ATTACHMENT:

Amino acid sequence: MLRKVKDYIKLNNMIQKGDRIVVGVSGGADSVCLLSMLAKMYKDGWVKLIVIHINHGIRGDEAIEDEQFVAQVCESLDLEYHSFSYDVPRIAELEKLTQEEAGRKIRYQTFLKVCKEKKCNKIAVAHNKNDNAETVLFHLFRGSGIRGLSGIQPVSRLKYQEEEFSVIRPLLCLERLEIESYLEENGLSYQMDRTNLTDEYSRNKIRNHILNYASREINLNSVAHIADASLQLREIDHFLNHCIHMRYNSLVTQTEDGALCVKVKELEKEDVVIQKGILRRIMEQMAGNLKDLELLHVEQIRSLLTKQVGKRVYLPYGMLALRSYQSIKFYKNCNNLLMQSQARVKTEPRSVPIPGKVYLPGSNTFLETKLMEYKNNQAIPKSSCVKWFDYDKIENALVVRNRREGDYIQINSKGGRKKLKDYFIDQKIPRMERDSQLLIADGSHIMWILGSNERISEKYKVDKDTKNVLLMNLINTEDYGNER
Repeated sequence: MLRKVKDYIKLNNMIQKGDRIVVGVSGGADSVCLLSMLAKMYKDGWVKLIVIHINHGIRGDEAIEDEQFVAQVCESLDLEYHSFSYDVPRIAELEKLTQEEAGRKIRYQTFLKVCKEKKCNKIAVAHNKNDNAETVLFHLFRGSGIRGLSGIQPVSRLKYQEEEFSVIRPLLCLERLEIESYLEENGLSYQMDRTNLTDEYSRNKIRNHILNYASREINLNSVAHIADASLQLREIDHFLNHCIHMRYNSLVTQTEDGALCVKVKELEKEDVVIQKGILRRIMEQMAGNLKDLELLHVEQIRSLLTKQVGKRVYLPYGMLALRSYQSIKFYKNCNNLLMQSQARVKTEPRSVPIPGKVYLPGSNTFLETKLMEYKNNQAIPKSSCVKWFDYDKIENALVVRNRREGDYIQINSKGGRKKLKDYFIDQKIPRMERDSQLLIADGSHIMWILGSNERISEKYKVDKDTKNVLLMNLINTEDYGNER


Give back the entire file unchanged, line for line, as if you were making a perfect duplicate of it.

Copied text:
Amino acid sequence: MLRKVKDYIKLNNMIQKGDRIVVGVSGGADSVCLLSMLAKMYKDGWVKLIVIHINHGIRGDEAIEDEQFVAQVCESLDLEYHSFSYDVPRIAELEKLTQEEAGRKIRYQTFLKVCKEKKCNKIAVAHNKNDNAETVLFHLFRGSGIRGLSGIQPVSRLKYQEEEFSVIRPLLCLERLEIESYLEENGLSYQMDRTNLTDEYSRNKIRNHILNYASREINLNSVAHIADASLQLREIDHFLNHCIHMRYNSLVTQTEDGALCVKVKELEKEDVVIQKGILRRIMEQMAGNLKDLELLHVEQIRSLLTKQVGKRVYLPYGMLALRSYQSIKFYKNCNNLLMQSQARVKTEPRSVPIPGKVYLPGSNTFLETKLMEYKNNQAIPKSSCVKWFDYDKIENALVVRNRREGDYIQINSKGGRKKLKDYFIDQKIPRMERDSQLLIADGSHIMWILGSNERISEKYKVDKDTKNVLLMNLINTEDYGNER
Repeated sequence: MLRKVKDYIKLNNMIQKGDRIVVGVSGGADSVCLLSMLAKMYKDGWVKLIVIHINHGIRGDEAIEDEQFVAQVCESLDLEYHSFSYDVPRIAELEKLTQEEAGRKIRYQTFLKVCKEKKCNKIAVAHNKNDNAETVLFHLFRGSGIRGLSGIQPVSRLKYQEEEFSVIRPLLCLERLEIESYLEENGLSYQMDRTNLTDEYSRNKIRNHILNYASREINLNSVAHIADASLQLREIDHFLNHCIHMRYNSLVTQTEDGALCVKVKELEKEDVVIQKGILRRIMEQMAGNLKDLELLHVEQIRSLLTKQVGKRVYLPYGMLALRSYQSIKFYKNCNNLLMQSQARVKTEPRSVPIPGKVYLPGSNTFLETKLMEYKNNQAIPKSSCVKWFDYDKIENALVVRNRREGDYIQINSKGGRKKLKDYFIDQKIPRMERDSQLLIADGSHIMWILGSNERISEKYKVDKDTKNVLLMNLINTEDYGNER